For twenty-four months I lived in the Sergeants’ Mess of 9TRRE Camp, Farnborough, Hampshire (now a housing estate) and worked with salt-of-the-earth fellows who were in the army either because their fathers had been so engaged before them or because they could imagine doing nothing else with their lives. They had presumably been conned into thinking that at some stage in the rosiness of the future they would, in some unspecified way, be made heroes, saviours of those twin abstractions ‘freedom’ & ‘democracy’ by which we’re all conned. Without quite realising what was happening to me I found myself in what now seems the very strange position of ‘Teacher’ or ‘Sergeant Instructor’ both to the professional NCO’s and to raw National Service recruits from whose ranks I had but lately risen to such a giddy height myself.

I took my task very seriously. Entering into dedicated soldiers’ minds in order to be able to pace their learning effectively, I began to understand what made them tick and eventually I came to some provisional conclusions about how the rest of us have been dished by the pervasive narrative that persuades us that the ‘Armed Forces’ and ‘defence’ are necessary aspects of human life, that the gigantic ‘investment’ in organised destruction is worth it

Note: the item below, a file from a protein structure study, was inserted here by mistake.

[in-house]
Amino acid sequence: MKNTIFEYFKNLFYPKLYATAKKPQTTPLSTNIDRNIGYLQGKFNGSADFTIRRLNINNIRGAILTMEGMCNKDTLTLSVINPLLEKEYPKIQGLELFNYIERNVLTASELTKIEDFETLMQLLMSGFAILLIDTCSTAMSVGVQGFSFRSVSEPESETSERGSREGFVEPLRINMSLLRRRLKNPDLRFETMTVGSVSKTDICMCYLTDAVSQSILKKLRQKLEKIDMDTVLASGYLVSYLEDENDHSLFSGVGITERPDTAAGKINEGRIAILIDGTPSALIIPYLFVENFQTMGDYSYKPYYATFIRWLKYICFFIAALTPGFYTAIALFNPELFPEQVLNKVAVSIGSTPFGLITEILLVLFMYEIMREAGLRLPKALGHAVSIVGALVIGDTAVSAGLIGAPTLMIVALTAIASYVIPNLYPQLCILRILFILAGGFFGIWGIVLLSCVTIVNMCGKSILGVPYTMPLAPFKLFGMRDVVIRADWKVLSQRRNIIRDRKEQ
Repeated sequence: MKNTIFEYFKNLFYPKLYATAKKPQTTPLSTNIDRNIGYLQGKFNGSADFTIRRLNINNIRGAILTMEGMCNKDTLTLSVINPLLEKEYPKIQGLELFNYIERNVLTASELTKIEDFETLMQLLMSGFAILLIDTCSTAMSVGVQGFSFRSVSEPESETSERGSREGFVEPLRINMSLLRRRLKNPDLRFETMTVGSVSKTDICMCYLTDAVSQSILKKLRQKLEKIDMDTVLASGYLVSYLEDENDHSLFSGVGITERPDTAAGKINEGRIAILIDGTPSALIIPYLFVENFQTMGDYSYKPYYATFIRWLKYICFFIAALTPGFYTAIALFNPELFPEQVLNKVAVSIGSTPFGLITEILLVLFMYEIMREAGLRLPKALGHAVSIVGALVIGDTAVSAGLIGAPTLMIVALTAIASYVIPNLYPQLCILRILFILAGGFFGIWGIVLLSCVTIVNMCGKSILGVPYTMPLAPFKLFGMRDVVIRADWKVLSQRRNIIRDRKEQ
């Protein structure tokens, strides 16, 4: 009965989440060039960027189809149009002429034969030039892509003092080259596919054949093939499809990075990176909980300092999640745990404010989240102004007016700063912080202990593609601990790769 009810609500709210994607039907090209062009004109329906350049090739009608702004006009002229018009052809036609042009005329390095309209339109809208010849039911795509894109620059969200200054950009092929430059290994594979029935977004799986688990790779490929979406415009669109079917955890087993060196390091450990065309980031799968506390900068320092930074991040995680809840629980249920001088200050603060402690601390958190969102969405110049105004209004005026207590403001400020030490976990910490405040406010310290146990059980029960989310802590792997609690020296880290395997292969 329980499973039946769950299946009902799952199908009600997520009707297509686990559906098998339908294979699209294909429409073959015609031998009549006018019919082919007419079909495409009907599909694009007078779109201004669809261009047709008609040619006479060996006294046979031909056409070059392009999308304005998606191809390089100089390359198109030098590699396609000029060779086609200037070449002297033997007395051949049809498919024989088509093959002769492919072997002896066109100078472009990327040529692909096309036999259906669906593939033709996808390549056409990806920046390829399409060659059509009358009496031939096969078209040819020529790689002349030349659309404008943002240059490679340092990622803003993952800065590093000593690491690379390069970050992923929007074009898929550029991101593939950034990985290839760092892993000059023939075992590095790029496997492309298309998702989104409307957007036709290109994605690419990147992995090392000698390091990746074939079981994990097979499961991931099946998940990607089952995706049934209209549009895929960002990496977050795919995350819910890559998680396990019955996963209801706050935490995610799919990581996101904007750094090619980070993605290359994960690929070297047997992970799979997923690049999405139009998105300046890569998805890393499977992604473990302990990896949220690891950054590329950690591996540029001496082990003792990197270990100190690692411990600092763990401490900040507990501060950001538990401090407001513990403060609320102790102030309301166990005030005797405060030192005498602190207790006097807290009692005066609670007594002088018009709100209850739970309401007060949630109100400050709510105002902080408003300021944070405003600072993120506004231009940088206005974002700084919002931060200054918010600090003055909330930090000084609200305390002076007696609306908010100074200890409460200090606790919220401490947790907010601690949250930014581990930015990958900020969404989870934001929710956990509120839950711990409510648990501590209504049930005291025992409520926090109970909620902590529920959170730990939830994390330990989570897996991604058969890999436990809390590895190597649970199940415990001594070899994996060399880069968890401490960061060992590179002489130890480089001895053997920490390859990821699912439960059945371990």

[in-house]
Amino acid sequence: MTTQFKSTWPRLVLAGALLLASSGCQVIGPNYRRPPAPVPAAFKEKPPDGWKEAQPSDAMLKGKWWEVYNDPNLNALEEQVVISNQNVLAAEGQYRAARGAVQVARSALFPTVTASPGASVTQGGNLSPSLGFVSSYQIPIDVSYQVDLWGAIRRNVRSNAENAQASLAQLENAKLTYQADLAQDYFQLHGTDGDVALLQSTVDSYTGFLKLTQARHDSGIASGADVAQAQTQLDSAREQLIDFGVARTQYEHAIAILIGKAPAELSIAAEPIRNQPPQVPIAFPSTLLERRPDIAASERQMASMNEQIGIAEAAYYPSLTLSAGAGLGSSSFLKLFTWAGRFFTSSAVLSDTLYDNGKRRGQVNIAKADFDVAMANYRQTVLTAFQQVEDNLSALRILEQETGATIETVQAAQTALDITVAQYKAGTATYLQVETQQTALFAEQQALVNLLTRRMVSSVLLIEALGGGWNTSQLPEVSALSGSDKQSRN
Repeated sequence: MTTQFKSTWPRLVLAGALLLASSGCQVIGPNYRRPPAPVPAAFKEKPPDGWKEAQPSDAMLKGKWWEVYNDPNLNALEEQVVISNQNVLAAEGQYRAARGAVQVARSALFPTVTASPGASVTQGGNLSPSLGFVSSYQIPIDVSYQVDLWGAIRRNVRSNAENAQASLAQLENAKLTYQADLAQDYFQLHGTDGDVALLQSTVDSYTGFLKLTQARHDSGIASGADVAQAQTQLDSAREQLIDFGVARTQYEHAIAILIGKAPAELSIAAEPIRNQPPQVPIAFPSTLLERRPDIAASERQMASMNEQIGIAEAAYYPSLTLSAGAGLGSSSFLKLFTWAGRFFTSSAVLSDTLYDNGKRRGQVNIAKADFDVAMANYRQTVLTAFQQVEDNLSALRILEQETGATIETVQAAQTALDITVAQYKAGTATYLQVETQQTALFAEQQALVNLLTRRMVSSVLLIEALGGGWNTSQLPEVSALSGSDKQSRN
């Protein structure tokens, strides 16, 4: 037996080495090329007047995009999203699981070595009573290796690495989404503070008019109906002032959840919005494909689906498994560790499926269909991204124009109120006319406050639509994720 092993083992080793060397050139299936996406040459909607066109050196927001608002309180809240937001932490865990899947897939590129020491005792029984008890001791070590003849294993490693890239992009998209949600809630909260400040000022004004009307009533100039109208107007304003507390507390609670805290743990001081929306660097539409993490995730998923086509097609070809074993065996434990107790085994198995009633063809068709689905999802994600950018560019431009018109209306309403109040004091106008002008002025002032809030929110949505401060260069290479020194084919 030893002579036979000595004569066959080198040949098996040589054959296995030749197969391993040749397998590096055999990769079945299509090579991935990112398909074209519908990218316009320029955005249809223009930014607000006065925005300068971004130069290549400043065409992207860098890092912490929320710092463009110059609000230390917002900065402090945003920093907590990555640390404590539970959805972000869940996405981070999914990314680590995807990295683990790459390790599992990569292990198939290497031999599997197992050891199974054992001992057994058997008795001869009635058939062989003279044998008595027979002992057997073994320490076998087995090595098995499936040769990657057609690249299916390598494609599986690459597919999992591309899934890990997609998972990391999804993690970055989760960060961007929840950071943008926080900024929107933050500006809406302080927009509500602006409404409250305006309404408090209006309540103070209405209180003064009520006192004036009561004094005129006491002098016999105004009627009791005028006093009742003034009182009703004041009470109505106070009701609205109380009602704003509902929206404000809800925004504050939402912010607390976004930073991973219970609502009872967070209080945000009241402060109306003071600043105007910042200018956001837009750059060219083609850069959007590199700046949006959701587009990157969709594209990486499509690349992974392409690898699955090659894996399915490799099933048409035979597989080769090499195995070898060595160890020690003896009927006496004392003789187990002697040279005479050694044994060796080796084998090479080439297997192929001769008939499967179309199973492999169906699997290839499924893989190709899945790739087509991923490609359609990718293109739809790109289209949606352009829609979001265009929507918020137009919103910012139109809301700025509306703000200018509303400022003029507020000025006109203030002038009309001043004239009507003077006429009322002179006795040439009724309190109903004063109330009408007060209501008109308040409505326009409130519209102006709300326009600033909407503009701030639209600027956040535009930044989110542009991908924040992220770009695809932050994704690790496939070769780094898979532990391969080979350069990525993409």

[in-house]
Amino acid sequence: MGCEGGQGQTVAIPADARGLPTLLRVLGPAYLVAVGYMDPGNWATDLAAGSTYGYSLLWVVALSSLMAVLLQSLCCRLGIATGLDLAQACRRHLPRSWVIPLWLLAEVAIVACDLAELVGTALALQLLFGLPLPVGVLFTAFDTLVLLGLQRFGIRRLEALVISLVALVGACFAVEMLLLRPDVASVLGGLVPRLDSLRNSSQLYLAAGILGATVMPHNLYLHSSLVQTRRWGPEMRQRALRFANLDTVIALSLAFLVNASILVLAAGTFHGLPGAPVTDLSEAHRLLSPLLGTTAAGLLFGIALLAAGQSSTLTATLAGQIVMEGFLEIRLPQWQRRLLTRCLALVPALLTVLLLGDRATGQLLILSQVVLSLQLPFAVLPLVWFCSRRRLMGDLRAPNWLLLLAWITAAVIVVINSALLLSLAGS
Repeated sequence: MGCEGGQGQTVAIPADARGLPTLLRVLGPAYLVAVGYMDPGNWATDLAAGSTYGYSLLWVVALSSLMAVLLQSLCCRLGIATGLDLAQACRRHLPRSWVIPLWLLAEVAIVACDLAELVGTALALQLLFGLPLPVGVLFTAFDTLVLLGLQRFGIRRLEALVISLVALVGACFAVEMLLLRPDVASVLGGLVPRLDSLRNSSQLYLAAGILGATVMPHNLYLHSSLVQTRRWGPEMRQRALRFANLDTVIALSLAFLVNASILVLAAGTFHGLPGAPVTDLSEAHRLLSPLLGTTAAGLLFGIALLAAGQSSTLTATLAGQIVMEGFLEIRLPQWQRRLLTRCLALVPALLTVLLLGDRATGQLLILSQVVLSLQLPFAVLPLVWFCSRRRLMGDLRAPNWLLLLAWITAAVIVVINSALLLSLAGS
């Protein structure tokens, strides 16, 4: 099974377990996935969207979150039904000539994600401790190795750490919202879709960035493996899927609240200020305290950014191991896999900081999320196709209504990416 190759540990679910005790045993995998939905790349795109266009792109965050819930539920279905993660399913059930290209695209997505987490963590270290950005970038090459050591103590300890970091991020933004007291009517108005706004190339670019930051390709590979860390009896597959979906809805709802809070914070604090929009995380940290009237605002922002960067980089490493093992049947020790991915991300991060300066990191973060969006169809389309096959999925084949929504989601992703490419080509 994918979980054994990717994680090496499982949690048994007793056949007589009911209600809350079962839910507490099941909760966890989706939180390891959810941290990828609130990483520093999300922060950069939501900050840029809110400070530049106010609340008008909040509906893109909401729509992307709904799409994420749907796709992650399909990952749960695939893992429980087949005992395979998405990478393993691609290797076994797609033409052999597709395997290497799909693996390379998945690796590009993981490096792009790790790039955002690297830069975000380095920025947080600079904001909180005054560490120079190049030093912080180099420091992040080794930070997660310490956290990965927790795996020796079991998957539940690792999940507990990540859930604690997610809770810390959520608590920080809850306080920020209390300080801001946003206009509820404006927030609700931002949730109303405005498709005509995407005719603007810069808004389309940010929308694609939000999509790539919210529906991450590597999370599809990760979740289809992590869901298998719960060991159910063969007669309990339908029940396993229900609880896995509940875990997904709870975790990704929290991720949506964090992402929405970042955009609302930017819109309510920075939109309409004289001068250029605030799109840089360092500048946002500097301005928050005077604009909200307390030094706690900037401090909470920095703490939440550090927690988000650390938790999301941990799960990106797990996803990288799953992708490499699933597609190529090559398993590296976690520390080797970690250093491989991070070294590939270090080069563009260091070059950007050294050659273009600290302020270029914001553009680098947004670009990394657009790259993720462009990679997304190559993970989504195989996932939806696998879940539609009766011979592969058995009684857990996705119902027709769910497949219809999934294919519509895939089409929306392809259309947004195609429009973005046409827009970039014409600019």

The nightmare called ‘Suez’ occurred while I was notionally ‘being a soldier’ and the attitude of the regular soldiers was that we should immediately be up for bashing ‘the wogs’ as they charmingly called the Egyptians.

But long before all this happened to me various images had impinged themselves on my consciousness that prepared me to question the whole basis on which the two years of National Service (how the words grind themselves out!) was predicated. The sound of ‘buzz bombs’ (primitive cruise missiles that were directed randomly over Britain in the last days of WW2 – 1944/45) and the sight of smoking ruins of buildings in London that had been bombed by Hitler the night before I travelled through them on the way to Waterloo Station came to be a normal and more or less acceptable part of my early life. Amazing now that, after a night of explosions and flashing lights, in the light of day everything seemed so ordinary.

By the age of 16, I was conditioned into thinking that the only pattern of existence was SCHOOL ➔WORK➔NATIONAL SERVICE➔WORK. I could have challenged this but I didn’t; I did not then have Revolutionary Intelligence (one of many additions I’d make to Howard Gardner’s seven or eight ‘Intelligences’) lacking which at that time I did not question the pattern – it was simply ‘the way things are’.